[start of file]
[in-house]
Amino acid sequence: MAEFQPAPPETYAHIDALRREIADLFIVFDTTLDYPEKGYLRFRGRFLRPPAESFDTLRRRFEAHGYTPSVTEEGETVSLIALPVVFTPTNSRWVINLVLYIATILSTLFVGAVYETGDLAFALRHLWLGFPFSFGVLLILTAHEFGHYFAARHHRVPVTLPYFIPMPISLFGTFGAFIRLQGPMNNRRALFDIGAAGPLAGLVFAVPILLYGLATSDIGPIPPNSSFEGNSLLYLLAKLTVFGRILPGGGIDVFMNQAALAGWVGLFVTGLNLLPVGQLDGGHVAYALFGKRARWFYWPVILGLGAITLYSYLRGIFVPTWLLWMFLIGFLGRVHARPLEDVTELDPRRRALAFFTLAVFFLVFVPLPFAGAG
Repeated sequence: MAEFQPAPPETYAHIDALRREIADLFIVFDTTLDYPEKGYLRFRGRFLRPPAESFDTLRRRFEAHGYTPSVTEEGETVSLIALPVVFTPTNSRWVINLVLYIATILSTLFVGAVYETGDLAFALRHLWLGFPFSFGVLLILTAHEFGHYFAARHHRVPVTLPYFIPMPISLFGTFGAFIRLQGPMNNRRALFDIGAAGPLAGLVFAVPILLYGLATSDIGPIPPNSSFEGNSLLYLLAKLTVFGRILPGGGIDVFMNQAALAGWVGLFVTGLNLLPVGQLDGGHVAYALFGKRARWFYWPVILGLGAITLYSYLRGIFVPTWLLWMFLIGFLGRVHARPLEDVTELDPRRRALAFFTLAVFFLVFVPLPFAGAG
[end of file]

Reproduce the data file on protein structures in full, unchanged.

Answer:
[in-house]
Amino acid sequence: MAEFQPAPPETYAHIDALRREIADLFIVFDTTLDYPEKGYLRFRGRFLRPPAESFDTLRRRFEAHGYTPSVTEEGETVSLIALPVVFTPTNSRWVINLVLYIATILSTLFVGAVYETGDLAFALRHLWLGFPFSFGVLLILTAHEFGHYFAARHHRVPVTLPYFIPMPISLFGTFGAFIRLQGPMNNRRALFDIGAAGPLAGLVFAVPILLYGLATSDIGPIPPNSSFEGNSLLYLLAKLTVFGRILPGGGIDVFMNQAALAGWVGLFVTGLNLLPVGQLDGGHVAYALFGKRARWFYWPVILGLGAITLYSYLRGIFVPTWLLWMFLIGFLGRVHARPLEDVTELDPRRRALAFFTLAVFFLVFVPLPFAGAG
Repeated sequence: MAEFQPAPPETYAHIDALRREIADLFIVFDTTLDYPEKGYLRFRGRFLRPPAESFDTLRRRFEAHGYTPSVTEEGETVSLIALPVVFTPTNSRWVINLVLYIATILSTLFVGAVYETGDLAFALRHLWLGFPFSFGVLLILTAHEFGHYFAARHHRVPVTLPYFIPMPISLFGTFGAFIRLQGPMNNRRALFDIGAAGPLAGLVFAVPILLYGLATSDIGPIPPNSSFEGNSLLYLLAKLTVFGRILPGGGIDVFMNQAALAGWVGLFVTGLNLLPVGQLDGGHVAYALFGKRARWFYWPVILGLGAITLYSYLRGIFVPTWLLWMFLIGFLGRVHARPLEDVTELDPRRRALAFFTLAVFFLVFVPLPFAGAG